JFK assassination tapes, newly found, released

Five decades later, the day President John F. Kennedy, Nov. 22, 1963, continues to traumatize the national psyche, and proof of that is the huge buzz surrounding the Jan. 30 release of  recordings between officials, the White House and Air Force One from that day the National Archives in Washington.

The National Archives received the rare audio artifact from the Raab Coolection, a Philadelphia-based autograph and historical document dealer, said David S. Ferriero, the archivist of the United States.

[Air Force One Flight Deck Tape: Download]

“The Raabs have done a great service in discovering and donating this important historical audiotape to the National Archives. It provides additional documentation concerning the immediate response of the U.S. government on the day of President Kennedy’s assassination,” he said.

Nathan Raab, the firm’s vice-president and an expert in historical documents, said, “Our search for important history has led us to some fascinating places, but this is a particularly exciting find.”

In addition to discussions between Secret Service agents, State Department officials and others deal with disposition of the president’s remains to Walter Reed hospital and whether the body will be taken by a hearse or an ambulance.

In a more frantic exchange, an aide to Air Force Chief of Staff Gen. Curtis LeMay tries to find his boss. Then, another voice comes on trying to track down the location of Texas congressman.

The recordings are on two identical tapes found in the private papers of Army Gen. Chester “Ted” Clifton Jr., who was a senior military aide to Kennedy, according to a statement from the National Archives. The recordings were from a relay point in the apparatus of the White House Communications Agency.

One tape reel was donated to the archives. The other is available for private sale, initially priced at $500,000.

Although both boxes were labeled and dated, they had not been listened to in many years. However, it is now believed that these two tapes are the source tapes for shorter, edited versions of the communications from that day that have been available in the public for many years and have been part of the collections of both the presidential libraries dedicated to Kennedy in Boston and for his successor Lyndon Baines Johnson in Austin, Texas, according to the exhibit webpage at raabcollection.com. In the version at the LBJ Library, all referenced to LeMay were edited out.

Raab said, “The discovery of these tapes will allow the public a more complete view of the chaotic circumstances following the assassination of President Kennedy. We are honored to be part of that process.”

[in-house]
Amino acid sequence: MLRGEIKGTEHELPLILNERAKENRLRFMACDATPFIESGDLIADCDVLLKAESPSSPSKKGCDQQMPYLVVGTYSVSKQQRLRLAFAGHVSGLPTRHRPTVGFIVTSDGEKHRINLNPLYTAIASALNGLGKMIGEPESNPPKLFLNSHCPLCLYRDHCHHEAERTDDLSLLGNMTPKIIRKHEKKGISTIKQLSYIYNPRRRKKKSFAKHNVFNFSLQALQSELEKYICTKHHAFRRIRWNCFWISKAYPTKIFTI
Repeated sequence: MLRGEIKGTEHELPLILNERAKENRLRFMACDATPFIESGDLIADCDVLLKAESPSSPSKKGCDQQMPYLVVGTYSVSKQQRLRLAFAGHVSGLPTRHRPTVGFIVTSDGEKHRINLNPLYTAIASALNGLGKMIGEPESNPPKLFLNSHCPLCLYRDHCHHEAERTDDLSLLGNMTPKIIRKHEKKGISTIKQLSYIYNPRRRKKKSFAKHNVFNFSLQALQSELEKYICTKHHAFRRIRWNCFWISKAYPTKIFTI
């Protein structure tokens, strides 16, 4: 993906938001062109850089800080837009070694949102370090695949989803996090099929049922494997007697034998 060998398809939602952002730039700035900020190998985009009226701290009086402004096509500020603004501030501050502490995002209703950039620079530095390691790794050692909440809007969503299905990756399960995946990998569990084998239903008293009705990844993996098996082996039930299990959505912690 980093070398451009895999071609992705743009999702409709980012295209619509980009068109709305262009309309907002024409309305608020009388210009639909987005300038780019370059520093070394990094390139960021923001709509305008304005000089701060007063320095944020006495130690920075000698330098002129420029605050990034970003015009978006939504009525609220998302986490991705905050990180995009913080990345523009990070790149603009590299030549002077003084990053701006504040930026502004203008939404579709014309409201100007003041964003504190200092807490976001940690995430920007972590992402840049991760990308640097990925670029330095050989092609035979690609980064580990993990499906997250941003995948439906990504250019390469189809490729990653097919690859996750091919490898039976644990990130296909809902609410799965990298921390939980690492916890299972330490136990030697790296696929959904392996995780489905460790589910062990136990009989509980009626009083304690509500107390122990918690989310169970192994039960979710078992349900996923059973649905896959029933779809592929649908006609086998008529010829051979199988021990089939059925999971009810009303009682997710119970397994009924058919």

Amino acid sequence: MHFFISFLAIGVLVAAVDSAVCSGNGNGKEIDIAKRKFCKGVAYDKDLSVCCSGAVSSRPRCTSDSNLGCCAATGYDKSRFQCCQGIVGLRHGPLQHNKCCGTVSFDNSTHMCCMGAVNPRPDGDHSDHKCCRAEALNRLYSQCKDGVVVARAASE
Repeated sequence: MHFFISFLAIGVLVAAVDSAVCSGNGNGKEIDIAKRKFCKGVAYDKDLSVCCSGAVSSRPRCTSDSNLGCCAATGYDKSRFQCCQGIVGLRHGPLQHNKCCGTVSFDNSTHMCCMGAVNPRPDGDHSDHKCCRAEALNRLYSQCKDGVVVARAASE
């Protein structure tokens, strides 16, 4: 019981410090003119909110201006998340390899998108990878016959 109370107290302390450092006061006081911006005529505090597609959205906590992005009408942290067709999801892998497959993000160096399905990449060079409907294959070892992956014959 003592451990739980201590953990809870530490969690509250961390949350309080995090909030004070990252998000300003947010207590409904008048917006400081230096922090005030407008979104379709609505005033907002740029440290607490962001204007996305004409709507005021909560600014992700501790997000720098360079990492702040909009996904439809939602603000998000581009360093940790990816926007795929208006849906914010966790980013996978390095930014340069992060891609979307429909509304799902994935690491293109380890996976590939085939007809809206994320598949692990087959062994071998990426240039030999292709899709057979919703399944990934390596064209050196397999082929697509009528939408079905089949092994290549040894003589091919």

This short transcript of the voice traffic between White House Press Secretary Pierre Salinger, “Wayside,” the White House Situation Room and a presidential fleet Air Force jet with the Tail No. 86972, is an example of the conversations captured:

Wayside: Situation Room, This is Wayside. Do you read me? Over.

Situation Room: This is Situation Room, I read you, go ahead.

Wayside: Give me all information on President.

Situation Room: All available information on President follows: Con-John-and-E-N (sic) and Gov. John Connolly of Texas have been hit in the car they were riding in. We do not know how serious the situation is. We have no information. Mr. Bromley Smith is back here in the Situation Room now. We are getting our information over the tickers, over.

86972: That is affirmative, affirmative. Keep us advised out here. This plane on which the Secretary of State and other cabinet ministers are heading to Japan is turning around – returning to Honolulu, will arrive there in approximately two hours, over.

Wayside: This is Wayside, understand those departing Honolulu are turning around and will be back there in approximately two hours, over. Is that correct?

86972: That is affirmative, affirmative. We will need all the information to decide whether some parties should go directly to Dallas, over.

A few seconds later, Situation Room breaks in with an update.

Situation Room: The Associated Press is coming out with a bulletin to the effect that they believe the President was hit in the head. That just came in, over.

Then, a few more seconds later, there was more news.

S.R.: Hold on the line, there, Wayside, we have some more information coming up. Wayside, Wayside, I read from the AP bulletin: Kennedy apparently shot in head. He fell face down in the back seat of his car. Blood was on his head. Mrs. Kennedy cried, “Oh, no!” and tried to hold up his head. Connolly remained half-seated, slumped to the left. There was blood on his forehead. The President and the governor were rushed to Parkland Hospital near the Dallas Trademark, where Kennedy was to have made a speech, over.


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